Device applications of shape memory polymers demand diverse shape changing geometries, which are currently limited to non-omnidirectional movement. This restriction originates from traditional thermomechanical programming methods such as uniaxial, biaxial stretching, bending, or compression. A solvent-modulated programming method is reported to achieve an omnidirectional shape memory behavior. The method utilizes freeze drying of hydrogels of polyethylene glycol networks with a melting transition temperature around 50 °C in their dry state. Such a process creates temporarily fixed macroporosity, which collapses upon heating, leading to significant omnidirectional shrinkage. These shrunken materials can swell in water to form hydrogels again and the omnidirectional programming and recovery can be repeated. The fixity ratio (R f ) and recovery ratio (R r ) can be maintained at 90% and 98% respectively upon shape memory multicycling. The maximum linear recoverable strain, as limited by the maximum swelling, is ≈90%. Amongst various application potentials, one can envision the fabrication of multiphase composites by taking advantages of the omnidirectional shrinkage from a porous polymer to a denser structure.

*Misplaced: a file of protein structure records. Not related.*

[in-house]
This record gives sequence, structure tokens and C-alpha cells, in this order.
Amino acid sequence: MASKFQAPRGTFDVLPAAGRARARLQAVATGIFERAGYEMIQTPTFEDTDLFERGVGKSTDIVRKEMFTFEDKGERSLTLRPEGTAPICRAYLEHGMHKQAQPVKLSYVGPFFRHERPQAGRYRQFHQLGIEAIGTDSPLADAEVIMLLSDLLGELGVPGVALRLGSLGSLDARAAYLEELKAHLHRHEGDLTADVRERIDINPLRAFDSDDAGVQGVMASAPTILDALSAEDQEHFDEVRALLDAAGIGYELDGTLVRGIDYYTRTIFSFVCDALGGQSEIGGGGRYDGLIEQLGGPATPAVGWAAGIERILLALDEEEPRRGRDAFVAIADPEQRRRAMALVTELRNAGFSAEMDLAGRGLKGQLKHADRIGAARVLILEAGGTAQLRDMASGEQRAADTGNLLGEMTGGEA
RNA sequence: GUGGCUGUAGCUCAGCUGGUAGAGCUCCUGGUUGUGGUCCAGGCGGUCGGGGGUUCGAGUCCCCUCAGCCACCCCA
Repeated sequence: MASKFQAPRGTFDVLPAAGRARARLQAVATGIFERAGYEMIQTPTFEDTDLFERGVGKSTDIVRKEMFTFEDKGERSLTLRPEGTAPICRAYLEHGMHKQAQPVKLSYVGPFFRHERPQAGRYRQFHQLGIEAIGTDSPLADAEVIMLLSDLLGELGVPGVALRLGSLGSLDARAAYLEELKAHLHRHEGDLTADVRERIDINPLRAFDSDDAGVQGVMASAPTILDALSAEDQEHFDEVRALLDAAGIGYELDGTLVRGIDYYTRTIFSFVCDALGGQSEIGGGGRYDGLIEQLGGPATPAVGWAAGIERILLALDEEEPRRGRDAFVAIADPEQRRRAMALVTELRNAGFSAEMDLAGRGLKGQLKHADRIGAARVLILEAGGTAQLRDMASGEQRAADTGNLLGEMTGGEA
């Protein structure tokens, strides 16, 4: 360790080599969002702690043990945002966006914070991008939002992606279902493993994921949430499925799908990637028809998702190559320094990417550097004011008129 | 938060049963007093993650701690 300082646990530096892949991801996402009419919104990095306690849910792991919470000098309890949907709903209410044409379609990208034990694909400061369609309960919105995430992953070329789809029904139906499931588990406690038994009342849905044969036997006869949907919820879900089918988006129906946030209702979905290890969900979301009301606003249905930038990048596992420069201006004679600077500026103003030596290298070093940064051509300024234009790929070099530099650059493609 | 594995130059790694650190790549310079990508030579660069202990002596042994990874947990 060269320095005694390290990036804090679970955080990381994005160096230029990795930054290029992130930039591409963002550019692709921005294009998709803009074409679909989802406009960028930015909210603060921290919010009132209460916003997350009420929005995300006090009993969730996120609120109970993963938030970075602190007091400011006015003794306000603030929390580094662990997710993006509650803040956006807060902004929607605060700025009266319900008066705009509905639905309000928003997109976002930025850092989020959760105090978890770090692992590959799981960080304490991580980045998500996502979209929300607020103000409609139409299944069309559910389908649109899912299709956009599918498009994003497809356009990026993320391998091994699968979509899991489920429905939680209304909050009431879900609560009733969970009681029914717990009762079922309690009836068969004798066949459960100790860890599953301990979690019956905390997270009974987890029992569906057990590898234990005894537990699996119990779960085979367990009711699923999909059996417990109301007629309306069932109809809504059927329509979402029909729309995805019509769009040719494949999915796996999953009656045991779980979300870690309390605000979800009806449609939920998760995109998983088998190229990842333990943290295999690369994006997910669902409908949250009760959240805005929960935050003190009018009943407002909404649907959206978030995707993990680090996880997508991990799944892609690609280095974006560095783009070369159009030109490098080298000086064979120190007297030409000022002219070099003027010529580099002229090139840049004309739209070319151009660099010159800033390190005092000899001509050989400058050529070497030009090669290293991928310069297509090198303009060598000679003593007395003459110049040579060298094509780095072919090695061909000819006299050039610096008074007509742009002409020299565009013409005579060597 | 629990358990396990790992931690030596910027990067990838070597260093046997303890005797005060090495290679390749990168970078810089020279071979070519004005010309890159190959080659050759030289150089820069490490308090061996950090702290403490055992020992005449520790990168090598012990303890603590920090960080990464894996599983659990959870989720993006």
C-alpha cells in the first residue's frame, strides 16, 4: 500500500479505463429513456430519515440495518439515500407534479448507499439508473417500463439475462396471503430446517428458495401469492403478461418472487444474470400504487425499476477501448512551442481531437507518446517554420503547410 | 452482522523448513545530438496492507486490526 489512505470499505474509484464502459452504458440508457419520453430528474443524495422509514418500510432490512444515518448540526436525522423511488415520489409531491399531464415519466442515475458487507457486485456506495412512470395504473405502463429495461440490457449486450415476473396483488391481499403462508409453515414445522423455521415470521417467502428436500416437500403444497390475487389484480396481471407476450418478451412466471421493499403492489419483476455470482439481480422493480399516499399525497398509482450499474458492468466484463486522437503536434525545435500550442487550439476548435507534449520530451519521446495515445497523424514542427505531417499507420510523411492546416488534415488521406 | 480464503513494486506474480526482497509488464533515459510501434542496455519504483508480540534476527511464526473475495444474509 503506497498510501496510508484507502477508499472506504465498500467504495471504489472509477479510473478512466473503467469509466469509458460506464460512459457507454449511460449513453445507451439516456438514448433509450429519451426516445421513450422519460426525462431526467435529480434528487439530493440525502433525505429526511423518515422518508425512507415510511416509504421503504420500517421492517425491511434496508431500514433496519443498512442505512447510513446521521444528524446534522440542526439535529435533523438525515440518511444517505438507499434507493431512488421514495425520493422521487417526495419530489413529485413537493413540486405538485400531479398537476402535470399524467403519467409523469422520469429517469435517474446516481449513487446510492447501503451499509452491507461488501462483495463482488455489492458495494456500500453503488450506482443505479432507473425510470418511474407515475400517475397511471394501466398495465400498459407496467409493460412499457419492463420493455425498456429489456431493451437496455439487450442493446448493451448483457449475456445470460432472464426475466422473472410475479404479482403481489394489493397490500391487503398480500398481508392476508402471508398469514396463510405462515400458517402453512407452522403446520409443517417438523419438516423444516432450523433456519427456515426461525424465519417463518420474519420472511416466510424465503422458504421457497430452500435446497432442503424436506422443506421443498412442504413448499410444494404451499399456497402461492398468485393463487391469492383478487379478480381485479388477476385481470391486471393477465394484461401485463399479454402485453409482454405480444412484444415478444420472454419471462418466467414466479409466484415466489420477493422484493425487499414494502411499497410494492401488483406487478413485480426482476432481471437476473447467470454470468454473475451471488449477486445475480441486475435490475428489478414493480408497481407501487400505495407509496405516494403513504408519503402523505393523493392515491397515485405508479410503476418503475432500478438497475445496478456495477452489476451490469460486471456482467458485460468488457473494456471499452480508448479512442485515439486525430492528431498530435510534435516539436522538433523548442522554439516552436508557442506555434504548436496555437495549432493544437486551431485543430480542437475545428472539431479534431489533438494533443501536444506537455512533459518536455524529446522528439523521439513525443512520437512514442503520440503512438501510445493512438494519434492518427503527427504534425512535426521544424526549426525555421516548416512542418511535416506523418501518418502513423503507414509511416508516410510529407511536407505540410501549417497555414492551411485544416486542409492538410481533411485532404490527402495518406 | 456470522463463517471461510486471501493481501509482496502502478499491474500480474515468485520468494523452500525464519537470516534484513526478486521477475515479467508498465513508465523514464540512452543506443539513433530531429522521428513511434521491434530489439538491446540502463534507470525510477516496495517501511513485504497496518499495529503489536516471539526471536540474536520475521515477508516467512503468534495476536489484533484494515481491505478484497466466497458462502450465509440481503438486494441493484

Cellulose is a natural homopolymer, composed of β-1,4- anhydro-d-glucopyranose units. Unlike plant cellulose, bacterial cellulose (BC), obtained from species belonging to the genera of Acetobacter, Rhizobium, Agrobacterium, and Sarcina through various cultivation methods and techniques, is produced in its pure form. BC is produced in the form of gel-like, never dry sheet with tremendous mechanical properties. Containing up to 99% of water, BC hydrogel is considered biocompatible thus finding robust applications in the health industry. Moreover, BC three-dimensional structure closely resembles the extracellular matrix (ECM) of living tissue. In this review, we focus on the porous BC morphology particularly suited to host oxygen and nutrients thus providing conducive environment for cell growth and proliferation. The remarkable BC porous morphology makes this biological material a promising templet for the generation of 3D tissue culture and possibly for tissue-engineered scaffolds.